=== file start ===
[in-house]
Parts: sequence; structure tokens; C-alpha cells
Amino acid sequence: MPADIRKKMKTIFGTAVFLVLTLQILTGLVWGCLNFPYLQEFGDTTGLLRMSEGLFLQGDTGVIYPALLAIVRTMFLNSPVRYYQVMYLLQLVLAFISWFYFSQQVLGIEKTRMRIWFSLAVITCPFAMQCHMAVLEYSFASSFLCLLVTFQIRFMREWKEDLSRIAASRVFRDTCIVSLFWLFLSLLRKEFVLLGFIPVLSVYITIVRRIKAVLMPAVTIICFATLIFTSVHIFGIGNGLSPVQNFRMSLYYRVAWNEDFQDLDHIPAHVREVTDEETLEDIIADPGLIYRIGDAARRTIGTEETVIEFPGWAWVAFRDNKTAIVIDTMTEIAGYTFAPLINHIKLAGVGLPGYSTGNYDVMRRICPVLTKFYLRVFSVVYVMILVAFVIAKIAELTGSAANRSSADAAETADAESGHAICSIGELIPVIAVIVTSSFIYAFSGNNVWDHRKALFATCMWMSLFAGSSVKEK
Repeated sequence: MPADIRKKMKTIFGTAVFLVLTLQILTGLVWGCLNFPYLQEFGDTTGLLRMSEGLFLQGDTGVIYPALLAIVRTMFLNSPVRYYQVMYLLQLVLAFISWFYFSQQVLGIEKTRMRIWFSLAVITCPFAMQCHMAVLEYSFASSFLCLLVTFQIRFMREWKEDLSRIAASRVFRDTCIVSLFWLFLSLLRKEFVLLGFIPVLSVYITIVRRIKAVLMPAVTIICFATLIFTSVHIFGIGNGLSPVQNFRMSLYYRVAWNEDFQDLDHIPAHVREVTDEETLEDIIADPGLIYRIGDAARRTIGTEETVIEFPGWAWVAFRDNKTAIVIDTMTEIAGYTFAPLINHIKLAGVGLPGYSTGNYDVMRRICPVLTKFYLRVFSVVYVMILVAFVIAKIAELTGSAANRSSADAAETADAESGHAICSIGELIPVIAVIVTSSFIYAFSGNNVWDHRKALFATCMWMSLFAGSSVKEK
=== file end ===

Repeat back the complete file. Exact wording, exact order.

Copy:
[in-house]
Parts: sequence; structure tokens; C-alpha cells
Amino acid sequence: MPADIRKKMKTIFGTAVFLVLTLQILTGLVWGCLNFPYLQEFGDTTGLLRMSEGLFLQGDTGVIYPALLAIVRTMFLNSPVRYYQVMYLLQLVLAFISWFYFSQQVLGIEKTRMRIWFSLAVITCPFAMQCHMAVLEYSFASSFLCLLVTFQIRFMREWKEDLSRIAASRVFRDTCIVSLFWLFLSLLRKEFVLLGFIPVLSVYITIVRRIKAVLMPAVTIICFATLIFTSVHIFGIGNGLSPVQNFRMSLYYRVAWNEDFQDLDHIPAHVREVTDEETLEDIIADPGLIYRIGDAARRTIGTEETVIEFPGWAWVAFRDNKTAIVIDTMTEIAGYTFAPLINHIKLAGVGLPGYSTGNYDVMRRICPVLTKFYLRVFSVVYVMILVAFVIAKIAELTGSAANRSSADAAETADAESGHAICSIGELIPVIAVIVTSSFIYAFSGNNVWDHRKALFATCMWMSLFAGSSVKEK
Repeated sequence: MPADIRKKMKTIFGTAVFLVLTLQILTGLVWGCLNFPYLQEFGDTTGLLRMSEGLFLQGDTGVIYPALLAIVRTMFLNSPVRYYQVMYLLQLVLAFISWFYFSQQVLGIEKTRMRIWFSLAVITCPFAMQCHMAVLEYSFASSFLCLLVTFQIRFMREWKEDLSRIAASRVFRDTCIVSLFWLFLSLLRKEFVLLGFIPVLSVYITIVRRIKAVLMPAVTIICFATLIFTSVHIFGIGNGLSPVQNFRMSLYYRVAWNEDFQDLDHIPAHVREVTDEETLEDIIADPGLIYRIGDAARRTIGTEETVIEFPGWAWVAFRDNKTAIVIDTMTEIAGYTFAPLINHIKLAGVGLPGYSTGNYDVMRRICPVLTKFYLRVFSVVYVMILVAFVIAKIAELTGSAANRSSADAAETADAESGHAICSIGELIPVIAVIVTSSFIYAFSGNNVWDHRKALFATCMWMSLFAGSSVKEK